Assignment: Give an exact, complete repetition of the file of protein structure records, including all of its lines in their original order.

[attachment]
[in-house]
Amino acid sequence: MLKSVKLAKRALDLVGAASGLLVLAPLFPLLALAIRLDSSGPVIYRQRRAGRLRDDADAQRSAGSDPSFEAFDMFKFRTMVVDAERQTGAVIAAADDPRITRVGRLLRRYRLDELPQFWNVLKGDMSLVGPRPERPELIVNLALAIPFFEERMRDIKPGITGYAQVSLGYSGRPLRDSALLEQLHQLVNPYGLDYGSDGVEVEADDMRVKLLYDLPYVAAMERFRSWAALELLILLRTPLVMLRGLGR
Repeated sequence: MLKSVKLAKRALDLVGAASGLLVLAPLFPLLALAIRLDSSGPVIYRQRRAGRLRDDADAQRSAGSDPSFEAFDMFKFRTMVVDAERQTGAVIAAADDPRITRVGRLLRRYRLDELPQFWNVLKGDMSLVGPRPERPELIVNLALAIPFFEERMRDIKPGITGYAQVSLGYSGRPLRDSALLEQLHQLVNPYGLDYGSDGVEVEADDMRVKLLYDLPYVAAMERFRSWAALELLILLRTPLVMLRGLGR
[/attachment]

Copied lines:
[in-house]
Amino acid sequence: MLKSVKLAKRALDLVGAASGLLVLAPLFPLLALAIRLDSSGPVIYRQRRAGRLRDDADAQRSAGSDPSFEAFDMFKFRTMVVDAERQTGAVIAAADDPRITRVGRLLRRYRLDELPQFWNVLKGDMSLVGPRPERPELIVNLALAIPFFEERMRDIKPGITGYAQVSLGYSGRPLRDSALLEQLHQLVNPYGLDYGSDGVEVEADDMRVKLLYDLPYVAAMERFRSWAALELLILLRTPLVMLRGLGR
Repeated sequence: MLKSVKLAKRALDLVGAASGLLVLAPLFPLLALAIRLDSSGPVIYRQRRAGRLRDDADAQRSAGSDPSFEAFDMFKFRTMVVDAERQTGAVIAAADDPRITRVGRLLRRYRLDELPQFWNVLKGDMSLVGPRPERPELIVNLALAIPFFEERMRDIKPGITGYAQVSLGYSGRPLRDSALLEQLHQLVNPYGLDYGSDGVEVEADDMRVKLLYDLPYVAAMERFRSWAALELLILLRTPLVMLRGLGR